Race the strip, not the street

MANA — Evidence of illegal automotive activity is not limited or restricted to certain areas of the island as black scarring of the asphalt streaks the straightaway leading to the Kekaha Beach lifeguard tower, the Kipu By Pass road or the straightaway leading to the main gate at PMRF.

However, evidence is not limited to asphalt streaking by tires as there have been fatalities recorded which can be attributed to excessive speed and the resulting loss of control by drivers.

It is these non-sanctioned automotive activities that the Garden Isle Racing Association doesn’t endorse as they opened the summer 2003 season with a drag race on Sunday at the Mana Raceway Park.

Jammin’ Jay Street, the dynamic announcer that keeps spectators, drivers, and pit crew apprised of the latest race results, says the strip is available for the young drivers, now out of school and in a transition period while waiting for summer activities to kick in. He also says the strip is a lot safer.

Jay announces from the comfort of an air-conditioned tower that has been fitted with state-of-the-art computer systems that provides him with real-time readouts of each racer’s performance down the quarter mile.

Another computer draws from a database program to provide him with any driver’s history based on input from previous races.

Tani Schmidt and John Gaines, both too young to even have a license, assist Street, monitoring drivers against another computer to make sure they are in the right lanes.

Cars wanting to race head-to-head have a chance to do so during the time trials portion of the race as they compete to a non-discriminating Christmas tree that flashes yellow to green, or a break-out red should the driver over-anticipate his launch.

Tech inspectors make the rounds in the hot pit area, checking to make sure that vehicles wanting to race are in safe condition to make the quarter-mile run down a track that ends with a safety barrier of sand.

Former president of the GIRC Walt Barnes waves a national racing banner that repeats the message of trying to get the young drivers out onto the strip instead of the streets for illegal races that pose dangers for not only the drivers, but for unsuspecting road users. Barnes also raced a “stock-stock” Mustang convertible on Sunday.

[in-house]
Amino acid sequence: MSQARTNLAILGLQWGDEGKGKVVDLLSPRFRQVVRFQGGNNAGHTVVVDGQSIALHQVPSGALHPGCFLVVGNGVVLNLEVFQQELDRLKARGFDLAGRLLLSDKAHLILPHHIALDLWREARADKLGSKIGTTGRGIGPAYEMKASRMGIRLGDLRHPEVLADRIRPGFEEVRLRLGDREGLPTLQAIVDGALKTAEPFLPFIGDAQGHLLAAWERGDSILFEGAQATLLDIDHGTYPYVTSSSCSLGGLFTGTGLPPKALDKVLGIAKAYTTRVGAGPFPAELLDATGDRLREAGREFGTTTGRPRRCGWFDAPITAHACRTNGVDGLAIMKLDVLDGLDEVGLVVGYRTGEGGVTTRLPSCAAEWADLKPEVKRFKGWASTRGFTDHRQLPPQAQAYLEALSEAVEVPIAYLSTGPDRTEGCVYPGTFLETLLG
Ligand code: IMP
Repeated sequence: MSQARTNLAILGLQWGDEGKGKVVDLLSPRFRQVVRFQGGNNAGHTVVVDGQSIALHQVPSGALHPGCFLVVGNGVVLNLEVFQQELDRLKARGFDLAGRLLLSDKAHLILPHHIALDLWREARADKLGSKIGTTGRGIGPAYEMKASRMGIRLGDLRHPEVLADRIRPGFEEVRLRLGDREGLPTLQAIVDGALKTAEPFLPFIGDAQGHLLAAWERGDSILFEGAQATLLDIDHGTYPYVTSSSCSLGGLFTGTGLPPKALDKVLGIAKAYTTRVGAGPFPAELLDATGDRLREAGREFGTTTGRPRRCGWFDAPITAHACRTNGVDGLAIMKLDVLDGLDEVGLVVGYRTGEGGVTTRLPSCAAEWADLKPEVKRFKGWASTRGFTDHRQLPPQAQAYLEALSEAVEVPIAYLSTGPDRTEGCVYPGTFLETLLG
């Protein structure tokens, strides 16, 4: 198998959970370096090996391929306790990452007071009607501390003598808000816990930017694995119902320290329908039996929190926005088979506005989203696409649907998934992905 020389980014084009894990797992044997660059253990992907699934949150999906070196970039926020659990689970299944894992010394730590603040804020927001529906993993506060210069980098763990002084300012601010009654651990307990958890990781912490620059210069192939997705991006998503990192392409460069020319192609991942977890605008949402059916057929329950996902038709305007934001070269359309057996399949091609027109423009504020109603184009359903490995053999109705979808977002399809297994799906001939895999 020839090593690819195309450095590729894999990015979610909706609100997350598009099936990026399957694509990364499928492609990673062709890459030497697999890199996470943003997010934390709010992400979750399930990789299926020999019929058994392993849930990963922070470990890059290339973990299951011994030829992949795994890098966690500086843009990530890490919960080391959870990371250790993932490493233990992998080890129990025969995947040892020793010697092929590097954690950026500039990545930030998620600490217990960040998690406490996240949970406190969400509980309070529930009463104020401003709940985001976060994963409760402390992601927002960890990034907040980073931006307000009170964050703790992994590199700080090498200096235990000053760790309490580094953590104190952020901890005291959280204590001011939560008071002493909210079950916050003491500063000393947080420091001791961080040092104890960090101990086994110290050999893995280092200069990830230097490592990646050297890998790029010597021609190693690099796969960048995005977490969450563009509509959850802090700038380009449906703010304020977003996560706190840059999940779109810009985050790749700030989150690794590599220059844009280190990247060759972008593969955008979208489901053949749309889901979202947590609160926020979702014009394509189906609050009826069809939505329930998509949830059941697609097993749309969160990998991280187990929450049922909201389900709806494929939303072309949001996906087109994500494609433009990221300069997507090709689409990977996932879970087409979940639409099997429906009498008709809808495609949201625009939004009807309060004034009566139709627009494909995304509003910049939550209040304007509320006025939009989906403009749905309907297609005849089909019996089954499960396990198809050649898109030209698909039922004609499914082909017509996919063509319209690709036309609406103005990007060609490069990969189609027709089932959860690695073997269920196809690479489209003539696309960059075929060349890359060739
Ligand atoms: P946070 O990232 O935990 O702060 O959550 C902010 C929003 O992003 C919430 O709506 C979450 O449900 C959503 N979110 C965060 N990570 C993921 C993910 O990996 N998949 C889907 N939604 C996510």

GIRA officials reinforce the open invitation to the younger drivers by hosting a series of keiki races featuring youngsters piloting high-powered dragsters even if they are not of age to legally drive an automobile on the streets.

Nancy Matsuda who was working on getting photos for a Hawaii racing publication, explained that keiki racers such as the Costa brothers Calvin and Sheldon, and Wayne Parraga, Jr., take the rail down a 1/8-mile strip compared to the 1/4-mile strip tackled by adult drivers.

As the motors roared to life, the Costa rails hit the top end with Calvin in the lead, tripping the clock at 7.61 seconds at 85 mph. Brother Sheldon was not far behind, clocking 8.01 seconds at 80 mph.

The raceway has evolved to become a family gathering place as cars and vans park side-by-side along the spectator fenceline, sharing coveted shade-providing canopies offering relief from the blistering sun.

The significant other for many of the drivers make their way to the tower for a printout of the last run, and many of the pit crews sport youngsters amidst the tech crews.

In addition to stock, or street-legal cars, race fans can check out performances from the more specialized dragsters and rails.

Barnes noted that during the upcoming July 4 two-day weekend series, a lot of off-island cars will converge at the Mana facility and fans will have an opportunity to watch dragsters that can reach 200-plus mph down the quarter mile.

Marc Perales is the current president of the GIRA who reminds people to Race the Strip, not the Street.

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